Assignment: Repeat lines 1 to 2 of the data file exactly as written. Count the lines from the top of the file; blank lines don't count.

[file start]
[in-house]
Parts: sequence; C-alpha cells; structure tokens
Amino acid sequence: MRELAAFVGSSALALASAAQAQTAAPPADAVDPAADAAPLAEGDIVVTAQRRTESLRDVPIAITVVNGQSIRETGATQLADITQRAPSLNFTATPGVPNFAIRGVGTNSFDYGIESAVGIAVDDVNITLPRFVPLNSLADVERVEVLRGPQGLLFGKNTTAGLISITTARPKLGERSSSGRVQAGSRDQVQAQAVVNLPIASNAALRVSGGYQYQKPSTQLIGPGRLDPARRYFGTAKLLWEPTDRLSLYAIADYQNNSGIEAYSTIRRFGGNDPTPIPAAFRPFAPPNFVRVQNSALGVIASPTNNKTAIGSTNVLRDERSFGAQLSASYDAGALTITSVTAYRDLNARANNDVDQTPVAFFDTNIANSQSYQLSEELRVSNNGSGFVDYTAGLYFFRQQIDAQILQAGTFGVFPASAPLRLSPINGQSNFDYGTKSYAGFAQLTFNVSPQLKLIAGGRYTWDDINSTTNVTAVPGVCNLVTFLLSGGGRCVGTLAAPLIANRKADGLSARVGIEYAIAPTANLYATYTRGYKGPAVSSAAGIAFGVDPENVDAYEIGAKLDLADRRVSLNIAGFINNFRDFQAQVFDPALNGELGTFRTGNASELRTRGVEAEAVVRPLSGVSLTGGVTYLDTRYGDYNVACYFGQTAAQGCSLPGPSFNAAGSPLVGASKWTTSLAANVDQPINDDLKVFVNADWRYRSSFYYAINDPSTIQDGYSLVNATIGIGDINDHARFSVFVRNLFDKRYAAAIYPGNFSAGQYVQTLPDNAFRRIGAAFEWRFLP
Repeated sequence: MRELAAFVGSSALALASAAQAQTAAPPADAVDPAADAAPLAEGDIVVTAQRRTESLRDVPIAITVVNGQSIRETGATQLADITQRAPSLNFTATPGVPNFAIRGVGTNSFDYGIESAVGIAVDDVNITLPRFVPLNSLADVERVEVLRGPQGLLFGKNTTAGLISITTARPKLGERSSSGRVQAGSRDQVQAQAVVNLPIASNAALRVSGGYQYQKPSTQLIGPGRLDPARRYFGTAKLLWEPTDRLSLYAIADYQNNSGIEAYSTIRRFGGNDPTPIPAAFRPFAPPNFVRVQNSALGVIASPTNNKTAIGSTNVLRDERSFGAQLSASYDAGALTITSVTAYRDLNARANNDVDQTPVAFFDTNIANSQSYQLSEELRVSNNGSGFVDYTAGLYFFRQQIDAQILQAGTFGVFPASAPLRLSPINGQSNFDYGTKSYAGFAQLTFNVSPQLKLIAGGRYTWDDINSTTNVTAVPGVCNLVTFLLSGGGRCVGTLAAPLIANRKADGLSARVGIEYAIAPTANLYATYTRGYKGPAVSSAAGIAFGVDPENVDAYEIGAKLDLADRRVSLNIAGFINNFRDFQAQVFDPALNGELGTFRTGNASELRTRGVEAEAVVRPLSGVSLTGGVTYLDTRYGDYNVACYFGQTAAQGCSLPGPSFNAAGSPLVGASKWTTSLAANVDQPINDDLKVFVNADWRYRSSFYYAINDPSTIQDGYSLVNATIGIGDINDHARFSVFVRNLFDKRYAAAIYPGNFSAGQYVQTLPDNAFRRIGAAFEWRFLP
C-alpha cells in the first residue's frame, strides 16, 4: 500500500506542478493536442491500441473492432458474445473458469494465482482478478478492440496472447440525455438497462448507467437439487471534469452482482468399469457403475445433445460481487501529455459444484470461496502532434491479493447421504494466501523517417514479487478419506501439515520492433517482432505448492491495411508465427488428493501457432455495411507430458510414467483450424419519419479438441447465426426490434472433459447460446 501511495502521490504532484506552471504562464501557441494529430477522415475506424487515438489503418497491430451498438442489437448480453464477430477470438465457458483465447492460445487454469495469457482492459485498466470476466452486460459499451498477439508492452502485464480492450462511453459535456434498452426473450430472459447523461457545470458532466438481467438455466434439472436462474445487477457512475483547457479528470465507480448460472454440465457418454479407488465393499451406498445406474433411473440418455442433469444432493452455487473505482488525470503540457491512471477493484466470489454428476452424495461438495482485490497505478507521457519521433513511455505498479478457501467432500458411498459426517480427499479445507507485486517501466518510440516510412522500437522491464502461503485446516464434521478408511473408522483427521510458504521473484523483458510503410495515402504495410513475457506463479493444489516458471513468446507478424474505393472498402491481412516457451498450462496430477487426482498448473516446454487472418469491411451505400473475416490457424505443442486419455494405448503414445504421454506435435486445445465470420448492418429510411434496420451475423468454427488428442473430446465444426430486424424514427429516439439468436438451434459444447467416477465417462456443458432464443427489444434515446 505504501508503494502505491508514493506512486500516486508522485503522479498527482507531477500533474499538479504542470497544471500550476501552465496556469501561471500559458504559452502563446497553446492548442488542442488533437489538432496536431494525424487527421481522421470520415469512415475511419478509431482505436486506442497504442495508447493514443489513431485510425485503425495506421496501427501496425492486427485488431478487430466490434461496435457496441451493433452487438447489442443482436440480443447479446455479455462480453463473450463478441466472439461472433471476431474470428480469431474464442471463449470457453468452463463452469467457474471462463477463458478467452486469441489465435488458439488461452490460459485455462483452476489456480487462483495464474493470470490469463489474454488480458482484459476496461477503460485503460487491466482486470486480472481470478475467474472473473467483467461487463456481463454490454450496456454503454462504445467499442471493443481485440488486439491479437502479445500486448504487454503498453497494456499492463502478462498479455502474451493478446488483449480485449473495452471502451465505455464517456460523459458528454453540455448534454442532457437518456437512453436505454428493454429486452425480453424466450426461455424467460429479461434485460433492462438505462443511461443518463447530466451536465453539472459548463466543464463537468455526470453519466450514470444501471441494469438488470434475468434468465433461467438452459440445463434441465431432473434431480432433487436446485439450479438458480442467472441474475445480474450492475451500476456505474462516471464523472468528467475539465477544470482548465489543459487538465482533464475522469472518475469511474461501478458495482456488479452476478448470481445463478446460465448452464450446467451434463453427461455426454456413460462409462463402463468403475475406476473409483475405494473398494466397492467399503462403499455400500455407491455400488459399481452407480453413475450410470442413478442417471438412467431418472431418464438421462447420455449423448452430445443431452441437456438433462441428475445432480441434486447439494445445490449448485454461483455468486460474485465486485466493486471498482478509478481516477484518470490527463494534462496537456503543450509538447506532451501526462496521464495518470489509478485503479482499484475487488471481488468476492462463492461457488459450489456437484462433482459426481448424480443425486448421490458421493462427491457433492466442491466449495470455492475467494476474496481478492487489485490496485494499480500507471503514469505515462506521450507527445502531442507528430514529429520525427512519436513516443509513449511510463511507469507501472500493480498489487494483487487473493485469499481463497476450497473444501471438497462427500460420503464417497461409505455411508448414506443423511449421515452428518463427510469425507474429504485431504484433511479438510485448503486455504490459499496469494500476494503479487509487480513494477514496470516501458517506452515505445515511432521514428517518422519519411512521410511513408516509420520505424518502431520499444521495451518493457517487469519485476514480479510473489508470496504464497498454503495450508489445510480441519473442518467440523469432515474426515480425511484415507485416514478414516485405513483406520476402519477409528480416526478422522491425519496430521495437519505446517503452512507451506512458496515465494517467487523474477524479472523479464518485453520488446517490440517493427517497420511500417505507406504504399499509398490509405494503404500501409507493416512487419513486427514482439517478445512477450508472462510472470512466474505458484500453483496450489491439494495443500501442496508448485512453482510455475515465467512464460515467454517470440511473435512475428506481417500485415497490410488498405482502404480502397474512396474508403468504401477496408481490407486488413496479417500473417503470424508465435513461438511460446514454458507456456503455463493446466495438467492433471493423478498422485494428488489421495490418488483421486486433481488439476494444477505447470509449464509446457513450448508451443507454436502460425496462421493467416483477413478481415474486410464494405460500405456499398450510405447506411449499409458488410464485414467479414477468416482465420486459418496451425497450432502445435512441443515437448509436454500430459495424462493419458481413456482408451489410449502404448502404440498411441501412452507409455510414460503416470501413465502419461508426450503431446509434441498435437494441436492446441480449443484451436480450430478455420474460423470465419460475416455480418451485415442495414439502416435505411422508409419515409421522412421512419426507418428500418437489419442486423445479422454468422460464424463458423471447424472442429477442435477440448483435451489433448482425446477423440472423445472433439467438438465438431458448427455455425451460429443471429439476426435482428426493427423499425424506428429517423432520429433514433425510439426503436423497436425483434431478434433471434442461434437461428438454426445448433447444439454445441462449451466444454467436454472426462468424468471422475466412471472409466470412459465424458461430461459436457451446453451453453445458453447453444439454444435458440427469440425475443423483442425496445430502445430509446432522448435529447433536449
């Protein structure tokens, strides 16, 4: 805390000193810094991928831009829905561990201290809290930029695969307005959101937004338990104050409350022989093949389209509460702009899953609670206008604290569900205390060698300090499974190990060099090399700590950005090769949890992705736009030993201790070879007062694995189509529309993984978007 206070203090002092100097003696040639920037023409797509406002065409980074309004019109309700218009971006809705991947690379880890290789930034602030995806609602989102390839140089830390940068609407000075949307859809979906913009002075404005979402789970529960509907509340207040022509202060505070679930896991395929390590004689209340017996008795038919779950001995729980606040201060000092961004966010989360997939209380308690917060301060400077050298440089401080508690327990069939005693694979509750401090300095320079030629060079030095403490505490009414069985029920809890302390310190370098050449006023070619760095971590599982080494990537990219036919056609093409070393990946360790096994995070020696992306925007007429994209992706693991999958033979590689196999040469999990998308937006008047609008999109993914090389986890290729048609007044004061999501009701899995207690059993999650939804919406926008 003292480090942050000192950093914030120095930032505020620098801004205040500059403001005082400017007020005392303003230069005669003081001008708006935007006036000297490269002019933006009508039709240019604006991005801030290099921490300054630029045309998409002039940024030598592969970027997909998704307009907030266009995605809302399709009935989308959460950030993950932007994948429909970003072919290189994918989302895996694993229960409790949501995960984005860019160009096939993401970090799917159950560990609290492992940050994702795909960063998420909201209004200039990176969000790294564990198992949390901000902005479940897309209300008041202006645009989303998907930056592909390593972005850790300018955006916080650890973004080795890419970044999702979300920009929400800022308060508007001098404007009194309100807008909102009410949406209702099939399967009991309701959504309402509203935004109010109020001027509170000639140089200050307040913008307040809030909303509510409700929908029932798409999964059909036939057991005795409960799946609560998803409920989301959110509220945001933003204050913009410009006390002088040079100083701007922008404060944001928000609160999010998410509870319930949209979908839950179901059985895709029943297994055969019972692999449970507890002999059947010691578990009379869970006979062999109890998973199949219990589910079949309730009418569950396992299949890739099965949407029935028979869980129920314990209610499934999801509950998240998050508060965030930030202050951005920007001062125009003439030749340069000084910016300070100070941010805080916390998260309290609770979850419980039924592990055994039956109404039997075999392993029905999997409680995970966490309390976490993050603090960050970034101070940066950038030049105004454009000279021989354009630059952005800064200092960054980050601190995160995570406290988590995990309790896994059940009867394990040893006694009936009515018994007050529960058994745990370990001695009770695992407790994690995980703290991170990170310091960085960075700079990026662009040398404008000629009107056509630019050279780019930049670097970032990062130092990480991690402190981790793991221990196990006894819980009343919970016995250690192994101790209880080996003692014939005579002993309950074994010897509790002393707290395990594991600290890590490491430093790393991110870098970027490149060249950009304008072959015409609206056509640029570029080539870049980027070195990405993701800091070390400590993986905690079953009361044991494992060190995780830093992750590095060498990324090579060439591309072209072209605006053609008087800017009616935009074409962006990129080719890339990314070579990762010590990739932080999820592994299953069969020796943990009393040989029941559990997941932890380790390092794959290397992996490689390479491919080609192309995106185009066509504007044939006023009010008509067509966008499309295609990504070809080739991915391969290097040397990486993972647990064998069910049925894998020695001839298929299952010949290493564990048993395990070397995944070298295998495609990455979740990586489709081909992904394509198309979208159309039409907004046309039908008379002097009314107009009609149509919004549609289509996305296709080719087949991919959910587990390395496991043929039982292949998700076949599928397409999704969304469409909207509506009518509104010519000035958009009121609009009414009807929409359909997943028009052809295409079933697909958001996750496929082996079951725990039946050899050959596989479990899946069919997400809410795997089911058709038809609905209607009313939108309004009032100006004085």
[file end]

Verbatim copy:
[in-house]
Parts: sequence; C-alpha cells; structure tokens